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Speeding really does increase risks

It’s fairly common for people to break the speed limit. Many people do it every day. A lot of these people consider themselves good drivers. They may not even think of going 60 miles per hour in a 55-MPH zone as speeding, even though it is.

As such, it’s important to point out that, no matter how commonplace speeding may become, it really does increase the dangers on the road. It does this in two main ways.

First off, it just makes it more likely that a car will crash. A speeding driver may lose control, may not be able to react in time, or may not have time to analyze the situation on the road around them. Even mild speeding — like going five over — means you have to react that much faster.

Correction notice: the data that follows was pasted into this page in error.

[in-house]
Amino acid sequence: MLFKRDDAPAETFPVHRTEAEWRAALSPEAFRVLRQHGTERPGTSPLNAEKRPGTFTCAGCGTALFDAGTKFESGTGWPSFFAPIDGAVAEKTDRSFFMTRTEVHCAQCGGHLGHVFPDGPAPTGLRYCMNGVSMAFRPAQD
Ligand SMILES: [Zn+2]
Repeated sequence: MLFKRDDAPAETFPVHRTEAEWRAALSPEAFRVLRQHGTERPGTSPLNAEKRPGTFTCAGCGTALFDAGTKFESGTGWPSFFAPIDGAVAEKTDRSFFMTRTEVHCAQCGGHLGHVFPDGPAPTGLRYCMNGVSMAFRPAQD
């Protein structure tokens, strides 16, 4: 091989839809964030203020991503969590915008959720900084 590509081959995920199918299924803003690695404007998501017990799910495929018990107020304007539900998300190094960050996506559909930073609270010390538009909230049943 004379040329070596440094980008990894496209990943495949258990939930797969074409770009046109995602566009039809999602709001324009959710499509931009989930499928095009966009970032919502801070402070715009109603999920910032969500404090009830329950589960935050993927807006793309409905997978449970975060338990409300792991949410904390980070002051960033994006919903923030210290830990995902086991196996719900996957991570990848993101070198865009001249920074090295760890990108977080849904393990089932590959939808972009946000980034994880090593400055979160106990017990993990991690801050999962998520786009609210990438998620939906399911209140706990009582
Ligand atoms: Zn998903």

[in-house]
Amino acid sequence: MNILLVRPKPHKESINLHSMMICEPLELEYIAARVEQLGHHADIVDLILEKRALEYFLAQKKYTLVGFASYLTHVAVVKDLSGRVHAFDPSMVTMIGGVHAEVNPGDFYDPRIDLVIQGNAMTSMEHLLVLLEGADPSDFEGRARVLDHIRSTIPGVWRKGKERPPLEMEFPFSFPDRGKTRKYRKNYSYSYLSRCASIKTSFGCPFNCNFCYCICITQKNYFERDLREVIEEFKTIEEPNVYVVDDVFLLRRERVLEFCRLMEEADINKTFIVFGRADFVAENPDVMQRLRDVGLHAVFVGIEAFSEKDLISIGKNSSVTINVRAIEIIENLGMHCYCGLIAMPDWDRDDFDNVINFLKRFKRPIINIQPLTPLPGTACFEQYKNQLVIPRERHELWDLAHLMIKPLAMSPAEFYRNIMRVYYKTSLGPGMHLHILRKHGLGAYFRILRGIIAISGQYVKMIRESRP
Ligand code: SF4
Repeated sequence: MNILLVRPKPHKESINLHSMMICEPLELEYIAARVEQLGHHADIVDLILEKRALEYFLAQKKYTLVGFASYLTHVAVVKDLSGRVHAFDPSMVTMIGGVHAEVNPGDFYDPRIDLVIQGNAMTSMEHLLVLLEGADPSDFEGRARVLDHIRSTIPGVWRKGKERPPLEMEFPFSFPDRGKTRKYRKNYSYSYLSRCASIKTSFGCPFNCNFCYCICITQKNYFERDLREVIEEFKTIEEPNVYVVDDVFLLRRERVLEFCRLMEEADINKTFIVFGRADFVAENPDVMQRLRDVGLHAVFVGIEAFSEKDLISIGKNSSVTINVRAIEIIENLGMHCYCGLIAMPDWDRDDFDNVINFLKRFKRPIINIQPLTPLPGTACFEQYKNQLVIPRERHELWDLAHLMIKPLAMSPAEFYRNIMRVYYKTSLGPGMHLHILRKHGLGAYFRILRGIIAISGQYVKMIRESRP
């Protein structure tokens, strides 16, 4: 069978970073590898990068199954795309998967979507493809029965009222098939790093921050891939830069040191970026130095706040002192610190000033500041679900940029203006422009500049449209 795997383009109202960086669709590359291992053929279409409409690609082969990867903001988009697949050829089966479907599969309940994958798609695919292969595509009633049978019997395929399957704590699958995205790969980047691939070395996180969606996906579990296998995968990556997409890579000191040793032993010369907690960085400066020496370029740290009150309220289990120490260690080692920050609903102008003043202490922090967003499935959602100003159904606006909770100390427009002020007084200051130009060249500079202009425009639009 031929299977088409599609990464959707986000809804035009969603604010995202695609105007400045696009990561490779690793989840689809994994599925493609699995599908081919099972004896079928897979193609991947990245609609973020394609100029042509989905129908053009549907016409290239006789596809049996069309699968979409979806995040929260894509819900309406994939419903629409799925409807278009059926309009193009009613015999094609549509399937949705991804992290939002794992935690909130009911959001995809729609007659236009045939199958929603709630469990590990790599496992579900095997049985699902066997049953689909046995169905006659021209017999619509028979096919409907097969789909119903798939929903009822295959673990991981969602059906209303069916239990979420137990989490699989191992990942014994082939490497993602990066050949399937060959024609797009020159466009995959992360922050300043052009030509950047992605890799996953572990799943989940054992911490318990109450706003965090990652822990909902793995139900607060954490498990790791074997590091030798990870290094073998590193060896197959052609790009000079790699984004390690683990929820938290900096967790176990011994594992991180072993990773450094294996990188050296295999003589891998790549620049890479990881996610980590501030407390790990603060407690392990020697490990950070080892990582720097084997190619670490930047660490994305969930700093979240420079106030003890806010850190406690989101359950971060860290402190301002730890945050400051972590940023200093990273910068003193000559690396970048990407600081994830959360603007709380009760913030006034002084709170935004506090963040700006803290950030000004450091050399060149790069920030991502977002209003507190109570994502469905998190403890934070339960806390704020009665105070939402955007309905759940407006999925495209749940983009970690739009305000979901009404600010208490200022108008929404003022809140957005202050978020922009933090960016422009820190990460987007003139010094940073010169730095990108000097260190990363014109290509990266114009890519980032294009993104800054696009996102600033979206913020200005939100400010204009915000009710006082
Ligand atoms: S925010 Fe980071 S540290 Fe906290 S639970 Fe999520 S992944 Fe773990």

Perhaps the bigger issue, though, is that it increases the odds of death. In 2017, for instance, the National Highway Traffic Safety Administration said that more than a quarter of all deadly crashes involved speed.

That speed may not cause the accident. Maybe it would have happened at 30 miles per hour or 60 miles per hour. However, all of the extra energy at 60 miles per hour vastly increases the odds of serious and fatal injuries. People get in low-speed crashes and walk away unharmed all the time, while high-speed crashes often put them in the hospital.

Have you gotten injured in an accident with a speeding driver? If so, you need to know how to seek compensation for medical bills, lost wages and other costs.